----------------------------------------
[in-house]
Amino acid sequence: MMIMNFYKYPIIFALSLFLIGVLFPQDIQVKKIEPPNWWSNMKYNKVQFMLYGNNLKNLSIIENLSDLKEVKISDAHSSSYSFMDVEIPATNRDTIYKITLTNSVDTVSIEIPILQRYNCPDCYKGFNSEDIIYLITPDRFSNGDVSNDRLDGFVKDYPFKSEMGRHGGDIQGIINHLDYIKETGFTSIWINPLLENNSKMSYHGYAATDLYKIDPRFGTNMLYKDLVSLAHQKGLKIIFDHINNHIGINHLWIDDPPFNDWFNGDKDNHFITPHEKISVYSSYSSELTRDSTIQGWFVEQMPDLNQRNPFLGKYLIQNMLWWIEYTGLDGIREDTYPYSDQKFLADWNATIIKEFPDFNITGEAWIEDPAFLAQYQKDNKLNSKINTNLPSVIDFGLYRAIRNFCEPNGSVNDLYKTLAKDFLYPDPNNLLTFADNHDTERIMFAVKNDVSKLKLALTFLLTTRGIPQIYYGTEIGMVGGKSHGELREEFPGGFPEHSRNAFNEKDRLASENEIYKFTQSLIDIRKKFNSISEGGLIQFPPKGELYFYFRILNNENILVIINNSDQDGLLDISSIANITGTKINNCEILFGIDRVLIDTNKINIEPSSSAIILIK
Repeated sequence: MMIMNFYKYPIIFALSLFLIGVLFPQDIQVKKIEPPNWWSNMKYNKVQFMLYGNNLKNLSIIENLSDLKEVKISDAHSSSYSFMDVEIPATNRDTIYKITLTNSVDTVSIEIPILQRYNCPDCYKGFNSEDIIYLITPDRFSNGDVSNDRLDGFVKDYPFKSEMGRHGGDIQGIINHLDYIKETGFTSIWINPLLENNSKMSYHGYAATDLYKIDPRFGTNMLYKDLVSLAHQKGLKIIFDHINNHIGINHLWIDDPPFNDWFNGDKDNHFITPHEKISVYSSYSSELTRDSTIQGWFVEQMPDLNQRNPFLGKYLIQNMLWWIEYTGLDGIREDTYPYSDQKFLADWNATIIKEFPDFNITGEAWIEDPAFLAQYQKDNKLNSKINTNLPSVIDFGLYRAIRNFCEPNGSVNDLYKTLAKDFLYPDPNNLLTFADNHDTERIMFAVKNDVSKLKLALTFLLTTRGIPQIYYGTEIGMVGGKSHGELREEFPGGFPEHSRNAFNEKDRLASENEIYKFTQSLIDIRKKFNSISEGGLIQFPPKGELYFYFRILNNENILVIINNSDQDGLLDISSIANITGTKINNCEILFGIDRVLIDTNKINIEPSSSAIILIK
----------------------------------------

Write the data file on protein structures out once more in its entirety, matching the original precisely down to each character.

[in-house]
Amino acid sequence: MMIMNFYKYPIIFALSLFLIGVLFPQDIQVKKIEPPNWWSNMKYNKVQFMLYGNNLKNLSIIENLSDLKEVKISDAHSSSYSFMDVEIPATNRDTIYKITLTNSVDTVSIEIPILQRYNCPDCYKGFNSEDIIYLITPDRFSNGDVSNDRLDGFVKDYPFKSEMGRHGGDIQGIINHLDYIKETGFTSIWINPLLENNSKMSYHGYAATDLYKIDPRFGTNMLYKDLVSLAHQKGLKIIFDHINNHIGINHLWIDDPPFNDWFNGDKDNHFITPHEKISVYSSYSSELTRDSTIQGWFVEQMPDLNQRNPFLGKYLIQNMLWWIEYTGLDGIREDTYPYSDQKFLADWNATIIKEFPDFNITGEAWIEDPAFLAQYQKDNKLNSKINTNLPSVIDFGLYRAIRNFCEPNGSVNDLYKTLAKDFLYPDPNNLLTFADNHDTERIMFAVKNDVSKLKLALTFLLTTRGIPQIYYGTEIGMVGGKSHGELREEFPGGFPEHSRNAFNEKDRLASENEIYKFTQSLIDIRKKFNSISEGGLIQFPPKGELYFYFRILNNENILVIINNSDQDGLLDISSIANITGTKINNCEILFGIDRVLIDTNKINIEPSSSAIILIK
Repeated sequence: MMIMNFYKYPIIFALSLFLIGVLFPQDIQVKKIEPPNWWSNMKYNKVQFMLYGNNLKNLSIIENLSDLKEVKISDAHSSSYSFMDVEIPATNRDTIYKITLTNSVDTVSIEIPILQRYNCPDCYKGFNSEDIIYLITPDRFSNGDVSNDRLDGFVKDYPFKSEMGRHGGDIQGIINHLDYIKETGFTSIWINPLLENNSKMSYHGYAATDLYKIDPRFGTNMLYKDLVSLAHQKGLKIIFDHINNHIGINHLWIDDPPFNDWFNGDKDNHFITPHEKISVYSSYSSELTRDSTIQGWFVEQMPDLNQRNPFLGKYLIQNMLWWIEYTGLDGIREDTYPYSDQKFLADWNATIIKEFPDFNITGEAWIEDPAFLAQYQKDNKLNSKINTNLPSVIDFGLYRAIRNFCEPNGSVNDLYKTLAKDFLYPDPNNLLTFADNHDTERIMFAVKNDVSKLKLALTFLLTTRGIPQIYYGTEIGMVGGKSHGELREEFPGGFPEHSRNAFNEKDRLASENEIYKFTQSLIDIRKKFNSISEGGLIQFPPKGELYFYFRILNNENILVIINNSDQDGLLDISSIANITGTKINNCEILFGIDRVLIDTNKINIEPSSSAIILIK